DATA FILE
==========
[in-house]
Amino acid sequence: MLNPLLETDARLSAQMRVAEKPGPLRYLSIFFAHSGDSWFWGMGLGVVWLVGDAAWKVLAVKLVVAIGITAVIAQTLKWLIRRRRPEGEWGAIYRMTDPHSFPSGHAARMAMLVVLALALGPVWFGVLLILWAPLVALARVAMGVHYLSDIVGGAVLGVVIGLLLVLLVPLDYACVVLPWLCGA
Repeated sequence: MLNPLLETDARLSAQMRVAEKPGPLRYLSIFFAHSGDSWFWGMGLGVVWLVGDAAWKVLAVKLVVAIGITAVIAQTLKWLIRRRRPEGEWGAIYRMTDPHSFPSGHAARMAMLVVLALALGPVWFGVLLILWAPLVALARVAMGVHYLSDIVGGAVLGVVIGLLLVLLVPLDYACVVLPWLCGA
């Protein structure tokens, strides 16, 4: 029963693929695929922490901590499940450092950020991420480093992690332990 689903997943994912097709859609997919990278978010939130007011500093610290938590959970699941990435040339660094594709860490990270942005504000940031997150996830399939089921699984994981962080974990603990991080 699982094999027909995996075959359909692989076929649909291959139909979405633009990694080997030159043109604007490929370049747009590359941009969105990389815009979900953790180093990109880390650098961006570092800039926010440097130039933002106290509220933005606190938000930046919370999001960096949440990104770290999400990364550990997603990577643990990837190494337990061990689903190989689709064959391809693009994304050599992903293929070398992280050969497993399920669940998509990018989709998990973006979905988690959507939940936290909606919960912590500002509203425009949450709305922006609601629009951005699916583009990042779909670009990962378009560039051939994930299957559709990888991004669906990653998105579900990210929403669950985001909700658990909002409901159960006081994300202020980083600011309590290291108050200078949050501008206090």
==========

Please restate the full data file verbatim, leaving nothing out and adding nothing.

[in-house]
Amino acid sequence: MLNPLLETDARLSAQMRVAEKPGPLRYLSIFFAHSGDSWFWGMGLGVVWLVGDAAWKVLAVKLVVAIGITAVIAQTLKWLIRRRRPEGEWGAIYRMTDPHSFPSGHAARMAMLVVLALALGPVWFGVLLILWAPLVALARVAMGVHYLSDIVGGAVLGVVIGLLLVLLVPLDYACVVLPWLCGA
Repeated sequence: MLNPLLETDARLSAQMRVAEKPGPLRYLSIFFAHSGDSWFWGMGLGVVWLVGDAAWKVLAVKLVVAIGITAVIAQTLKWLIRRRRPEGEWGAIYRMTDPHSFPSGHAARMAMLVVLALALGPVWFGVLLILWAPLVALARVAMGVHYLSDIVGGAVLGVVIGLLLVLLVPLDYACVVLPWLCGA
């Protein structure tokens, strides 16, 4: 029963693929695929922490901590499940450092950020991420480093992690332990 689903997943994912097709859609997919990278978010939130007011500093610290938590959970699941990435040339660094594709860490990270942005504000940031997150996830399939089921699984994981962080974990603990991080 699982094999027909995996075959359909692989076929649909291959139909979405633009990694080997030159043109604007490929370049747009590359941009969105990389815009979900953790180093990109880390650098961006570092800039926010440097130039933002106290509220933005606190938000930046919370999001960096949440990104770290999400990364550990997603990577643990990837190494337990061990689903190989689709064959391809693009994304050599992903293929070398992280050969497993399920669940998509990018989709998990973006979905988690959507939940936290909606919960912590500002509203425009949450709305922006609601629009951005699916583009990042779909670009990962378009560039051939994930299957559709990888991004669906990653998105579900990210929403669950985001909700658990909002409901159960006081994300202020980083600011309590290291108050200078949050501008206090």